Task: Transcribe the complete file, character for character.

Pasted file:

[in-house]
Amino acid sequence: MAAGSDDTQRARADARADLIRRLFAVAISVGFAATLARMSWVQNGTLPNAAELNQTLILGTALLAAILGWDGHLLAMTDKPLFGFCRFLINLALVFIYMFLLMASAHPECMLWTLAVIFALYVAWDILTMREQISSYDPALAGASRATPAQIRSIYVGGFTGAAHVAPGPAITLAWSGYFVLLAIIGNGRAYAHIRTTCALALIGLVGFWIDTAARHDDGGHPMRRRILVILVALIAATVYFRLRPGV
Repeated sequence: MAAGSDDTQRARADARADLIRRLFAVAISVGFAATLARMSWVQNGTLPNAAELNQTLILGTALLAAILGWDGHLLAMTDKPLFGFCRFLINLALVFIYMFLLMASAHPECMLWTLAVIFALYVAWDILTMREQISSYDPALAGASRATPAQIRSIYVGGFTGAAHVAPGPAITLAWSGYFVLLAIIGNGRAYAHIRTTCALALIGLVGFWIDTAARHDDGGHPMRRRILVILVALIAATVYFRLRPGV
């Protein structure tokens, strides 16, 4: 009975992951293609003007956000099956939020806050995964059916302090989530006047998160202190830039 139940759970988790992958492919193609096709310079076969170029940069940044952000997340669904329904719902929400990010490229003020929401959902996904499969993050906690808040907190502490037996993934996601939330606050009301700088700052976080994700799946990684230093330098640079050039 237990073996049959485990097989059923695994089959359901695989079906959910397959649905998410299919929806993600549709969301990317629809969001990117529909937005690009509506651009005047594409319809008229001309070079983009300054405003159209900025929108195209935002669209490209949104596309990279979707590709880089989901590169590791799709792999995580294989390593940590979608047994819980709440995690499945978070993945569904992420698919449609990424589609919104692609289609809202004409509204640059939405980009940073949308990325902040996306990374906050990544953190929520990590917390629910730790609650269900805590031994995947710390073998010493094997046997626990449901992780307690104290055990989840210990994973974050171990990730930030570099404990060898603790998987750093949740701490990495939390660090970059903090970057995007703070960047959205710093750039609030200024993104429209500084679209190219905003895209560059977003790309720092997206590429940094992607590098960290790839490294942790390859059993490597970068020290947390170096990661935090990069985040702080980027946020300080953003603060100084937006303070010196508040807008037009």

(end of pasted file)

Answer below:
[in-house]
Amino acid sequence: MAAGSDDTQRARADARADLIRRLFAVAISVGFAATLARMSWVQNGTLPNAAELNQTLILGTALLAAILGWDGHLLAMTDKPLFGFCRFLINLALVFIYMFLLMASAHPECMLWTLAVIFALYVAWDILTMREQISSYDPALAGASRATPAQIRSIYVGGFTGAAHVAPGPAITLAWSGYFVLLAIIGNGRAYAHIRTTCALALIGLVGFWIDTAARHDDGGHPMRRRILVILVALIAATVYFRLRPGV
Repeated sequence: MAAGSDDTQRARADARADLIRRLFAVAISVGFAATLARMSWVQNGTLPNAAELNQTLILGTALLAAILGWDGHLLAMTDKPLFGFCRFLINLALVFIYMFLLMASAHPECMLWTLAVIFALYVAWDILTMREQISSYDPALAGASRATPAQIRSIYVGGFTGAAHVAPGPAITLAWSGYFVLLAIIGNGRAYAHIRTTCALALIGLVGFWIDTAARHDDGGHPMRRRILVILVALIAATVYFRLRPGV
């Protein structure tokens, strides 16, 4: 009975992951293609003007956000099956939020806050995964059916302090989530006047998160202190830039 139940759970988790992958492919193609096709310079076969170029940069940044952000997340669904329904719902929400990010490229003020929401959902996904499969993050906690808040907190502490037996993934996601939330606050009301700088700052976080994700799946990684230093330098640079050039 237990073996049959485990097989059923695994089959359901695989079906959910397959649905998410299919929806993600549709969301990317629809969001990117529909937005690009509506651009005047594409319809008229001309070079983009300054405003159209900025929108195209935002669209490209949104596309990279979707590709880089989901590169590791799709792999995580294989390593940590979608047994819980709440995690499945978070993945569904992420698919449609990424589609919104692609289609809202004409509204640059939405980009940073949308990325902040996306990374906050990544953190929520990590917390629910730790609650269900805590031994995947710390073998010493094997046997626990449901992780307690104290055990989840210990994973974050171990990730930030570099404990060898603790998987750093949740701490990495939390660090970059903090970057995007703070960047959205710093750039609030200024993104429209500084679209190219905003895209560059977003790309720092997206590429940094992607590098960290790839490294942790390859059993490597970068020290947390170096990661935090990069985040702080980027946020300080953003603060100084937006303070010196508040807008037009």